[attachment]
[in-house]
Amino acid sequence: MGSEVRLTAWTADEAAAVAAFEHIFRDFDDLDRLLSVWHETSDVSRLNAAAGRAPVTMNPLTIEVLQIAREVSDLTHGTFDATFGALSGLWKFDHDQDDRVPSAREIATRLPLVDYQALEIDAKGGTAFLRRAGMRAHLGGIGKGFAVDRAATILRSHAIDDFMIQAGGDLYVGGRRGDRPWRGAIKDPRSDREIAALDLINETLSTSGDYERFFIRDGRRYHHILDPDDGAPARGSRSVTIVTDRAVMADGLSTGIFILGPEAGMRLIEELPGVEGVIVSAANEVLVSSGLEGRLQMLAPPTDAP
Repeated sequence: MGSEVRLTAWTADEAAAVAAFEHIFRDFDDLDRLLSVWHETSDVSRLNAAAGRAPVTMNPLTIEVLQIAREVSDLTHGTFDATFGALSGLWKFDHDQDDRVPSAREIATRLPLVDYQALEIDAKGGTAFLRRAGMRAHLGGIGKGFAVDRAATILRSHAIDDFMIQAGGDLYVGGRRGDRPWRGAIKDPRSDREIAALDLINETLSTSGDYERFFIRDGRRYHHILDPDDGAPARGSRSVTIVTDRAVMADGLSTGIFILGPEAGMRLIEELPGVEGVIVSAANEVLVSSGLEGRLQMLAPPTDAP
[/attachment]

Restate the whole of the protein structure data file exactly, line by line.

[in-house]
Amino acid sequence: MGSEVRLTAWTADEAAAVAAFEHIFRDFDDLDRLLSVWHETSDVSRLNAAAGRAPVTMNPLTIEVLQIAREVSDLTHGTFDATFGALSGLWKFDHDQDDRVPSAREIATRLPLVDYQALEIDAKGGTAFLRRAGMRAHLGGIGKGFAVDRAATILRSHAIDDFMIQAGGDLYVGGRRGDRPWRGAIKDPRSDREIAALDLINETLSTSGDYERFFIRDGRRYHHILDPDDGAPARGSRSVTIVTDRAVMADGLSTGIFILGPEAGMRLIEELPGVEGVIVSAANEVLVSSGLEGRLQMLAPPTDAP
Repeated sequence: MGSEVRLTAWTADEAAAVAAFEHIFRDFDDLDRLLSVWHETSDVSRLNAAAGRAPVTMNPLTIEVLQIAREVSDLTHGTFDATFGALSGLWKFDHDQDDRVPSAREIATRLPLVDYQALEIDAKGGTAFLRRAGMRAHLGGIGKGFAVDRAATILRSHAIDDFMIQAGGDLYVGGRRGDRPWRGAIKDPRSDREIAALDLINETLSTSGDYERFFIRDGRRYHHILDPDDGAPARGSRSVTIVTDRAVMADGLSTGIFILGPEAGMRLIEELPGVEGVIVSAANEVLVSSGLEGRLQMLAPPTDAP